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The Daily Wildcat

The Daily Wildcat


    Switchfoot is rocking out and going strong

    Press Photo

    A band’s longevity is always questionable in today’s turnover-happy music industry. Unless an artist or band has created a definitive or ravenous fan base, it’s just a matter of time before its clock runs out.

    But that’s not necessarily the case for Switchfoot. The Grammy-winning San Diego-based rock act has kept its nose to the grindstone for nearly 17 years with the band’s members largely running the show on their own accord.

    “We learned a long time ago to not wait until somebody gives you a deadline to make an album, so we just start recording and writing and working on songs on tour,” drummer Chad Butler said.
    The band’s had a lot to show for that kind of work ethic. Switchfoot has released eight albums since its inception, almost endlessly touring after each release. What’s most notable is the band’s last five years, and the three albums it released in that period, have been free and clear of a major label. There’s really no hard feelings, however, as Butler feels that being on a major label is almost a necessity at some point.

    “I think you go through seasons where it makes sense to partner with a group of people that believe in your music,” he said. “We’re very fortunate to have a group of people that will come and see us regardless of what group of people we’re working with.”

    Switchfoot’s fan base is exceptionally devoted, as the band’s Christian alignment has garnered them both critical attention and a Grammy Award for Best Rock or Rap Gospel Album. It’s a wide range that speaks volumes of the squeaky clean image that Switchfoot has come to be known for. It’s worked for the band, though, as it always seemed to straddle the line between rock juggernaut and gospel preachiness.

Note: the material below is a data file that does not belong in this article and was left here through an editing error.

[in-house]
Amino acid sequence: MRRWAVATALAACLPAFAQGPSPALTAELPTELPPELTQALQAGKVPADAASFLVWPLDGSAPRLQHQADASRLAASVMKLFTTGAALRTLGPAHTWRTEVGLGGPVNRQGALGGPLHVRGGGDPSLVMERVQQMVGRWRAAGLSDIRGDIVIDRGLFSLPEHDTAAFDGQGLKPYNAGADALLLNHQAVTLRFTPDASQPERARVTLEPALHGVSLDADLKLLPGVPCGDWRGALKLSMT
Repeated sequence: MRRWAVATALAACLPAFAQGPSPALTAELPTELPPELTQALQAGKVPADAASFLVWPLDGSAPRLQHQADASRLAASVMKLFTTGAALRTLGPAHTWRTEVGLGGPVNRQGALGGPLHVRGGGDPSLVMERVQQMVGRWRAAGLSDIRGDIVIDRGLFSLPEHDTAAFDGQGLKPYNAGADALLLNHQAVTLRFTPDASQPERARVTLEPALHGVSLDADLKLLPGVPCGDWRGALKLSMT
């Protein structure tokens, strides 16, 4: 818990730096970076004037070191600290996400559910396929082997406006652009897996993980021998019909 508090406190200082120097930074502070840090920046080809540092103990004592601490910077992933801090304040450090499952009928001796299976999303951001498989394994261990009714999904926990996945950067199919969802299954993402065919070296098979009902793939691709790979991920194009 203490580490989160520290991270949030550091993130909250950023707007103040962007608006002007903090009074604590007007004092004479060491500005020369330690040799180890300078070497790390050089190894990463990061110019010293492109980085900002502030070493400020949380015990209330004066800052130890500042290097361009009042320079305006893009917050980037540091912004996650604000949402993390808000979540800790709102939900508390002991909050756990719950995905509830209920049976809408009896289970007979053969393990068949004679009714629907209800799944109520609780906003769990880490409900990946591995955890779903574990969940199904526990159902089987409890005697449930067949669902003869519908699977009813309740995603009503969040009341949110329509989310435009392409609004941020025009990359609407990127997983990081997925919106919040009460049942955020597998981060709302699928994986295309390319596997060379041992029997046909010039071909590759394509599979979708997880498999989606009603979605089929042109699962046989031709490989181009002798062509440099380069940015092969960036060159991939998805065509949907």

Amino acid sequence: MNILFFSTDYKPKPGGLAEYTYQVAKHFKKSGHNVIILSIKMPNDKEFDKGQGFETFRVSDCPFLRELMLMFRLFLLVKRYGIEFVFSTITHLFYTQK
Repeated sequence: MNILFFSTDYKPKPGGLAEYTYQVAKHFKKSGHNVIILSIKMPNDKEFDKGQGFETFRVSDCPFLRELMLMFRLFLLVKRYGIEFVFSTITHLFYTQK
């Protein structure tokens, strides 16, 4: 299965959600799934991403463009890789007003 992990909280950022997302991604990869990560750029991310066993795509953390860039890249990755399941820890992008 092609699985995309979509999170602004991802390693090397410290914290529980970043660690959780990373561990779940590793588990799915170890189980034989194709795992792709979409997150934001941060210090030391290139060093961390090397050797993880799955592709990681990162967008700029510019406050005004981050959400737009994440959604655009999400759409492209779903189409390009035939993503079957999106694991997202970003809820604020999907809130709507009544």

Maybe it’s the fact that Switchfoot’s fans are devoted to the band itself and the messages it spreads, but there’s no denying that the amount of charitable work that the band and its fans engage in is nothing short of admirable. Acts bigger than Switchfoot should take notes from the band that devotes its time and efforts to organizations such as Invisible Children, To Write Love on Her Arms and Habitat For Humanity, among others.

    “We’ve been given a platform where we can shine the spotlight on deserving organizations that are trying to help and offer hope, and that’s important,” Butler said. “Our audience is filled with really great, compassionate people, and we’re just trying to connect them, to give them an opportunity to get their hands dirty.”

    Regardless of where you stand on Switchfoot and its views, the band is still a group of like-minded, compassionate surfers who found success with an infectious and driving sound that’s been all their own for close to 20 years. The band is soon releasing a behind-the-scenes documentary that highlights both Switchfoot’s backstage camaraderie and the surfing they get to do across the world. For Butler, work and play are the same thing, but Switchfoot’s approach seems to be a bit more warmhearted than most. “The amazing thing about playing music for a living is that it doesn’t seem like work,” he said. “As an artist, you’re always most excited about your latest creation, and we love creating.”

    Follow us on Twitter @wildcatarts and follow K.C. @KristianCLibman.

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